If we had to source our food in nature, even the most healthy and environmentally sensitive of us would be eating very differently than we are now. Unless you are growing and sourcing all of your food, chances are this is true for you.

The Consumption Concept bleeds into every area of life and is a way of rethinking how to start to establish a healthy relationship with food

Eating out of context of nature in what you can and would source for yourself is not a new issue for man. It is easy to romanticize how food was obtained in the past, lilting through the fields and forests gathering our food when the search for food was a job that could take up the entire day and a village to feed our families.

We like to imagine thousands of years ago everyone ate well and naturally but it’s not true. For example, Egyptian nobility and kings had food sourced for them, they had people (free help also known as slaves) to grow, harvest, husk and grind their grain, source their honey and anything else they wanted and however much they desired. Food, that if sourced themselves would have taken a great deal of time and in doing so they would have worked off way more of the energy but even if they were active, the nature of foods when consumed out of a natural context creates an imbalance in the body and which is why autopsies of Pharaohs and the nobility show incidences of dental caries, diabetic and other lifestyle related conditions. Even natural foods consumed out a natural context can create imbalance.

Others think of farms as natural ways of getting food but they are not. Crops and monoculture are a man made construct. Most stretches of land that are farmed today with one crop were once home to thousands of species of plants, insects and animals living in an ecosystem and cycle where one species became the food for another. Where every species waste was food or building materials for another. We are the only species on the planet that creates garbage, we no longer even offer up our bodies for food for other species when we die.

Start to think of your favourite foods and examine how many steps away from nature they’ve come to be at your table, each step away is likely to have diminished it’s integrity and ability to nourish on some level. Imagine making a chocolate cake from scratch, not the scratch in your kitchen but from the stage of growing the milling the flour, growing and refining the cane, growing the cacao beans and processing into chocolate, milking the cow and making the butter. You’d work off way more calories making that than you ever would eating it and that’s not even to mention the distances you’d have to travel to grow each of those foods in the areas they’re predisposed to growing in. Remember too, that is a natural chocolate cake, most of what we know today as chocolate cake could not be made in nature.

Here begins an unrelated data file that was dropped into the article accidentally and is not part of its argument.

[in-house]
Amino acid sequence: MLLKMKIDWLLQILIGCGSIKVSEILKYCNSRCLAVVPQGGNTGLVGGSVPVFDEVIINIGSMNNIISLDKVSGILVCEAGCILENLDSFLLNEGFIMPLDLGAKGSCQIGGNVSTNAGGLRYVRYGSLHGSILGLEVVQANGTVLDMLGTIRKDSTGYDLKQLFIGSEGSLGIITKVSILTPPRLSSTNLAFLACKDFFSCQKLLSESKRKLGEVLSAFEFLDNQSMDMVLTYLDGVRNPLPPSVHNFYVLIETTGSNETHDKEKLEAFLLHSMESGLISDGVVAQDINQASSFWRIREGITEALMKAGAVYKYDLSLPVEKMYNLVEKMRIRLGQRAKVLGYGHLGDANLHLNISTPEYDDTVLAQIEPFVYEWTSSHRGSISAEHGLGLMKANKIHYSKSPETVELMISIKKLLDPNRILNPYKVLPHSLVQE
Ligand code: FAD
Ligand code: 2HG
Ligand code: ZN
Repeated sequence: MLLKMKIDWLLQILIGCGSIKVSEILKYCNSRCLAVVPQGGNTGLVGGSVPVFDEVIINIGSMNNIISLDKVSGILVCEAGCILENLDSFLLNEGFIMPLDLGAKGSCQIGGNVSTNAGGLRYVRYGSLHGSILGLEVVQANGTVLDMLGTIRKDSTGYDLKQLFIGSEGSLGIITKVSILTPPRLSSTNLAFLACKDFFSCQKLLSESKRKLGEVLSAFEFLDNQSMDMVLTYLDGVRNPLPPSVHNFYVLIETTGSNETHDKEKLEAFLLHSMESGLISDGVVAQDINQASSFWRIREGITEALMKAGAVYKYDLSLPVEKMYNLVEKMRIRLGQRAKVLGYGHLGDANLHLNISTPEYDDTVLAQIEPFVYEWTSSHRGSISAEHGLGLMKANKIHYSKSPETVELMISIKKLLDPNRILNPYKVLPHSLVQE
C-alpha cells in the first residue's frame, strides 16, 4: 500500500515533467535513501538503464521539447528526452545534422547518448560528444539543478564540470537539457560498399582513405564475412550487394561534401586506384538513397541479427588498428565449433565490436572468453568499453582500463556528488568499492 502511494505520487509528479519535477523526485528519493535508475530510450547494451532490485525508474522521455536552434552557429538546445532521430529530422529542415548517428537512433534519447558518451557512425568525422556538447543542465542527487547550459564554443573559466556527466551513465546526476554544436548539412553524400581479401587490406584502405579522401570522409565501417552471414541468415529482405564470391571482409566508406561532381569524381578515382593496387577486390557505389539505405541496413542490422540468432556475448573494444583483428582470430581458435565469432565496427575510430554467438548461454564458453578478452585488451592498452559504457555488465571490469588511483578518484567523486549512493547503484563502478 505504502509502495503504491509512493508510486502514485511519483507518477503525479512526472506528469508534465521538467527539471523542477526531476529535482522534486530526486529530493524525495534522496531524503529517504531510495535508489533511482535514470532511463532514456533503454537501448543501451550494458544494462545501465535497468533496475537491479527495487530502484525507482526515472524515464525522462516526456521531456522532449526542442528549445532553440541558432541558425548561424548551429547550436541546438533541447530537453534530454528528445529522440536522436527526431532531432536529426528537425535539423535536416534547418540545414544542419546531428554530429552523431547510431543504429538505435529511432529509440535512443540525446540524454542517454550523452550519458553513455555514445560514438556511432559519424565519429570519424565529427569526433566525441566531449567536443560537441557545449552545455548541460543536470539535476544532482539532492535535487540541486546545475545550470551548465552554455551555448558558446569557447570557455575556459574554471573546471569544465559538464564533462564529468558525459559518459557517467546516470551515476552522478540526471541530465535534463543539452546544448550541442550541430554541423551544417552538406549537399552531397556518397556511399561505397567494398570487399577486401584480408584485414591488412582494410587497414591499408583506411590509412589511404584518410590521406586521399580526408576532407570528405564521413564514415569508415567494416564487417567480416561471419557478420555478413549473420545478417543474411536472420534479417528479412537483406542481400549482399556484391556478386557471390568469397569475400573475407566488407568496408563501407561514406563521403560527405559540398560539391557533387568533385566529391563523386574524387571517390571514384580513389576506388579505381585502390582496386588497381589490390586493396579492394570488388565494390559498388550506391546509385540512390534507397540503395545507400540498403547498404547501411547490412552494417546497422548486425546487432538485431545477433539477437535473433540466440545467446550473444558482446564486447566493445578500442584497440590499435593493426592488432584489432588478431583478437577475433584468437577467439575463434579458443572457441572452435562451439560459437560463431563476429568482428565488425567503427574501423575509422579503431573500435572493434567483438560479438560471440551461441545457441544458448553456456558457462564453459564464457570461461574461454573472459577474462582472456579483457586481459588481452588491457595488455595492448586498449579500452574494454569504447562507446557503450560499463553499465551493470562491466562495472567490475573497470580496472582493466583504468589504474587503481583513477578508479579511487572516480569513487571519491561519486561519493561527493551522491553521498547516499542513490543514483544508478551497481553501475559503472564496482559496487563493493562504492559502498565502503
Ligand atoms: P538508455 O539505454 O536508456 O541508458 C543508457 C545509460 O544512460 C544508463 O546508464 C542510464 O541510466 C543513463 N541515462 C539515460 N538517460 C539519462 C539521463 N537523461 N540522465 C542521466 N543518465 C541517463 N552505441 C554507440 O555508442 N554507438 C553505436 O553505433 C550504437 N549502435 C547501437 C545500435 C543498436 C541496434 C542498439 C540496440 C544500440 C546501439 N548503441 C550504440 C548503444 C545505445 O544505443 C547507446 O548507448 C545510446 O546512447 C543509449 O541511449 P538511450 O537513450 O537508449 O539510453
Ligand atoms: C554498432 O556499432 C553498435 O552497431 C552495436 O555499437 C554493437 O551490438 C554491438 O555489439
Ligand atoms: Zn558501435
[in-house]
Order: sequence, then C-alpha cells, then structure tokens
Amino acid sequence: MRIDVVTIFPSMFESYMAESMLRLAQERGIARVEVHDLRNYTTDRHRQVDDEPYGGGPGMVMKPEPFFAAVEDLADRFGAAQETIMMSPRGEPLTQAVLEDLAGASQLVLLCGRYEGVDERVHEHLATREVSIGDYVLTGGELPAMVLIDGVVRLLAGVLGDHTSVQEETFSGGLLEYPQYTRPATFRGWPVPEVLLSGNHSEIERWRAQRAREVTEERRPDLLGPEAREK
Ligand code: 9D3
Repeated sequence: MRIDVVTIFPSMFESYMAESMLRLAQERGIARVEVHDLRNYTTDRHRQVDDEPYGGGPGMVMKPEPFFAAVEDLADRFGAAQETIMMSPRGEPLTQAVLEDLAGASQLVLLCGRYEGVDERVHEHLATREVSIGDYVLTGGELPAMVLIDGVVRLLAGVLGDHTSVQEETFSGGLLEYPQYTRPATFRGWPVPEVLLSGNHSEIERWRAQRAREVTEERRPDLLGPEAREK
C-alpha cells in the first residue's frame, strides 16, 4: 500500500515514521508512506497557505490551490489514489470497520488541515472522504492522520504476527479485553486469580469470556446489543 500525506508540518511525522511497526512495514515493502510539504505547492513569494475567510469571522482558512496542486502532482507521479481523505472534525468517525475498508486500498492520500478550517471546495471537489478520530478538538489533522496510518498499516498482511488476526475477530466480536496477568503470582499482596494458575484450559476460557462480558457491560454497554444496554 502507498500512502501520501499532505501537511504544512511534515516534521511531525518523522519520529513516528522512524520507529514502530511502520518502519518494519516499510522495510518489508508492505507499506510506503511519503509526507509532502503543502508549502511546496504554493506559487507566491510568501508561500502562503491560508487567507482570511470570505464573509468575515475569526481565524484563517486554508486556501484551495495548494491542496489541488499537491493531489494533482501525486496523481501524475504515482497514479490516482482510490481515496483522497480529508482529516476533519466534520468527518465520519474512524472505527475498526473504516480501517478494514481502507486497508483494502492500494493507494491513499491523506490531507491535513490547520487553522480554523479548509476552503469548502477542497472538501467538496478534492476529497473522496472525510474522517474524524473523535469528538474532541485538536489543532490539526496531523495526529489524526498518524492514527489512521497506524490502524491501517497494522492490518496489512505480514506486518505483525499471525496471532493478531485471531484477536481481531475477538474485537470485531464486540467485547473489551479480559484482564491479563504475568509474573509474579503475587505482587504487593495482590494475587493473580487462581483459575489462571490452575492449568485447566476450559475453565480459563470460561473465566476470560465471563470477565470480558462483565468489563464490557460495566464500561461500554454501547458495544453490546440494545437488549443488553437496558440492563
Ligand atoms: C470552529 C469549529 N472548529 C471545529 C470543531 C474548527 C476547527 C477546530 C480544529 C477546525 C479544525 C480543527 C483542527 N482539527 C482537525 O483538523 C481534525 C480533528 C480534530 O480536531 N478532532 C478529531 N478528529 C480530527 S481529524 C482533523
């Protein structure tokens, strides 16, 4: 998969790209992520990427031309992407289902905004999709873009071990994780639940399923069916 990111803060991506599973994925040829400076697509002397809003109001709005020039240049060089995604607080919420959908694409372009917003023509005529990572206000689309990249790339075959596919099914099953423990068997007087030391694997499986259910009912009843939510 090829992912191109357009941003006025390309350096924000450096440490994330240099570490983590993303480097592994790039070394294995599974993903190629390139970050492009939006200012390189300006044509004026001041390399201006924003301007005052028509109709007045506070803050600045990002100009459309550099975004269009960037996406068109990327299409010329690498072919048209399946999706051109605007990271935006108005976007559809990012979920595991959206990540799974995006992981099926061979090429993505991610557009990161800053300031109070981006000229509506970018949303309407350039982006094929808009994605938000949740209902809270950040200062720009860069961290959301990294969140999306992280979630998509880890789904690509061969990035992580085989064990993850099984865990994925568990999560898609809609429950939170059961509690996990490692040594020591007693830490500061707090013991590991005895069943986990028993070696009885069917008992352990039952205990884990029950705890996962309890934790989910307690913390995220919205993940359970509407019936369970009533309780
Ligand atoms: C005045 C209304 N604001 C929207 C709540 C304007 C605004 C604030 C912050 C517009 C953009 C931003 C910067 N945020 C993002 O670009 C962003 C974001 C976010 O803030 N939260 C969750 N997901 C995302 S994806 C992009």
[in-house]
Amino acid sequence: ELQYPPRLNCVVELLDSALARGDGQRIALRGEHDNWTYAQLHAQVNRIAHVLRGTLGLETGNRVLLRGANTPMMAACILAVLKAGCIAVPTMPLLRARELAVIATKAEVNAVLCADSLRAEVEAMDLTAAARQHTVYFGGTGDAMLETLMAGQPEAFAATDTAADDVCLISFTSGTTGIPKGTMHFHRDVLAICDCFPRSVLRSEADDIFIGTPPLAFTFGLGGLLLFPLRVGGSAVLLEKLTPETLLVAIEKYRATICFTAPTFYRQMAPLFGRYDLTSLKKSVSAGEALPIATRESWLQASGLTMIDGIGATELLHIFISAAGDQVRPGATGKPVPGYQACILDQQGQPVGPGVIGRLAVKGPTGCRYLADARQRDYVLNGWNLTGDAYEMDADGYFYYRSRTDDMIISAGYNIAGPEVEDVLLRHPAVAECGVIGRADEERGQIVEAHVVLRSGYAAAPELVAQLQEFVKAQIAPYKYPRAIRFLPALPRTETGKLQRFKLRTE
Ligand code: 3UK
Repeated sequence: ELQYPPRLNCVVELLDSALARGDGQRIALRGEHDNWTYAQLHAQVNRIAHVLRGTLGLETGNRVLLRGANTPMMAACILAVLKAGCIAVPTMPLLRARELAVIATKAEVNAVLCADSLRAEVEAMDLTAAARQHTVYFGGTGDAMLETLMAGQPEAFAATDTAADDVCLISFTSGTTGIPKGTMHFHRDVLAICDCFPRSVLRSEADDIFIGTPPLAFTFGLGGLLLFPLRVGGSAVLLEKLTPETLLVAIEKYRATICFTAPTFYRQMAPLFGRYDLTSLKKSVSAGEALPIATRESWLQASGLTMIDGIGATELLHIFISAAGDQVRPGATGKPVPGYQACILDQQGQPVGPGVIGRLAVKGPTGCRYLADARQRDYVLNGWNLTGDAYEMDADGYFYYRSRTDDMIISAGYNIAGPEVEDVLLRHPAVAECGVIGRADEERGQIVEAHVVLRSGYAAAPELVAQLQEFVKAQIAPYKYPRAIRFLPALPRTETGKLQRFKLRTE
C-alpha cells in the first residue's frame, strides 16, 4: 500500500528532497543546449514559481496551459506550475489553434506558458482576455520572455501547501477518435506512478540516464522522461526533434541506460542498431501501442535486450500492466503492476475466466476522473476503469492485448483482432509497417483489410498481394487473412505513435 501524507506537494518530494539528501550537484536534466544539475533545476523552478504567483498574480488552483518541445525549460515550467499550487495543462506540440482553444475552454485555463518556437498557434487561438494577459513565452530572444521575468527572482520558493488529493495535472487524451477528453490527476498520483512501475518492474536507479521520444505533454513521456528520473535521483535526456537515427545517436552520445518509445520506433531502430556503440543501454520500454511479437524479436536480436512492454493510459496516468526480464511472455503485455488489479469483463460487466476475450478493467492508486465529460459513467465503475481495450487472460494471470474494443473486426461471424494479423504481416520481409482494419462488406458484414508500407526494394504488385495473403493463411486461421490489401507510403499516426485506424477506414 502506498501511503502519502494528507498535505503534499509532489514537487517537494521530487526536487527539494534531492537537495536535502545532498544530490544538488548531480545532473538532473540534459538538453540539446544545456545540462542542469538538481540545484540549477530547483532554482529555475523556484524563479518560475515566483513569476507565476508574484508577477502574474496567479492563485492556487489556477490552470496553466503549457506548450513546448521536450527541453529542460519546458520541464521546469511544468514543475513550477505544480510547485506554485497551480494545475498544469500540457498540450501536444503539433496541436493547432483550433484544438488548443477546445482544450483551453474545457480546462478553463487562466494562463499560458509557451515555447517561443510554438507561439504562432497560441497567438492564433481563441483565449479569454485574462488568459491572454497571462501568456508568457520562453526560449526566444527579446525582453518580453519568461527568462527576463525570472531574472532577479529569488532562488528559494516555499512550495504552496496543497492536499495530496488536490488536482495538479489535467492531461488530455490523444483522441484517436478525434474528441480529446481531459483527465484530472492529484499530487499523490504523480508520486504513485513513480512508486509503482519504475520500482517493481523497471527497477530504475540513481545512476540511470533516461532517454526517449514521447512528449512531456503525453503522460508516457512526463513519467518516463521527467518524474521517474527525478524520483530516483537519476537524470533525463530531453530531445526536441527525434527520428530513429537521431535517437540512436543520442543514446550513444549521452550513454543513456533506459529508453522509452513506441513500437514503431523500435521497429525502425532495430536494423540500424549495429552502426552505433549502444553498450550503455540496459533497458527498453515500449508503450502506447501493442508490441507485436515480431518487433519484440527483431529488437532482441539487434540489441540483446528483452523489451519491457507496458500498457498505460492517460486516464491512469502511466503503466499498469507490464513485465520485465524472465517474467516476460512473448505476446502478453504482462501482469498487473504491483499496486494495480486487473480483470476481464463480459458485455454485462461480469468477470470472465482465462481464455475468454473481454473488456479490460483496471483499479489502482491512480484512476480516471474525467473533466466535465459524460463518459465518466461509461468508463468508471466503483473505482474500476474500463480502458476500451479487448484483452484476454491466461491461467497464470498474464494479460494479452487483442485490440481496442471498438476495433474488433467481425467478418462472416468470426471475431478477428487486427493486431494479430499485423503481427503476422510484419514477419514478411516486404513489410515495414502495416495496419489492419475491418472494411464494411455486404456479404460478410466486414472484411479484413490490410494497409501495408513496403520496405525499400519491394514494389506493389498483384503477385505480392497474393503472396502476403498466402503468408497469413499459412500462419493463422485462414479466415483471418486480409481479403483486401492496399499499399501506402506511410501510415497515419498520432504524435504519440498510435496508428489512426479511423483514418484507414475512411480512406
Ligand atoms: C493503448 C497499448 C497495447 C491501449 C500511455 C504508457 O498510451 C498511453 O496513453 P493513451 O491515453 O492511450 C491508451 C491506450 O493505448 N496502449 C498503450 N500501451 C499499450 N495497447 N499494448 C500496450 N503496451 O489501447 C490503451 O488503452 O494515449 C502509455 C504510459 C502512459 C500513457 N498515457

Chicken or the Egg

If I were to ask you what you would like for dinner tonight, a chicken dish or an omelette what would you choose? (vegetarians vegan’s are exempt from this question). When I ask this in my seminars an overwhelming eighty five to ninety percent say they’ll have chicken. Statistics back this up based on the chicken consumption for North Americans and Australians is over 50 kilograms per person each year.

Now given the same choice in nature. If you were having an omelette what would you do? You’d go out into nature, maybe your own backyard and gather some eggs.

If you were sourcing for the chicken dinner you’d have to catch a chicken (not such an easy task,) kill, pluck, bleed, disembowel, dissemble and prepare it.

Now consider the same question again if you had to source it yourself, what dinner would you choose? I’m guessing that you, just like the audiences in my seminars, would then choose the omelette. In fact when I ask how many would be come vegetarian many hands go up.

Consider too in a natural environment killing a chicken would mean that a possible source of eggs for months even years would now be gone, in one meal. When I mentioned this story in one of my Holistic Food Preparation classes, Chlotilda, a bright student from Kenya, said this is correct, she said ‘we are chicken farmers and we only kill a chicken for a meal for ourselves once a month or every 6 weeks and even then we invite other families to share the meal.

Chicken is an intensively farmed product today. They live in unnatural, filthy conditions that create disease and an environmental hazard. Chemicals are used in their processing, in their feed, and injected into their bodies. Today’s chicken is a far cry from how chicken was once found in the forest.

It all comes back to the same simple concept; keep your eating as close to nature as possible. Consider what you’d eat if you had to source it yourself in natural environment and make decisions as to what would be easier to source in nature, not a supermarket.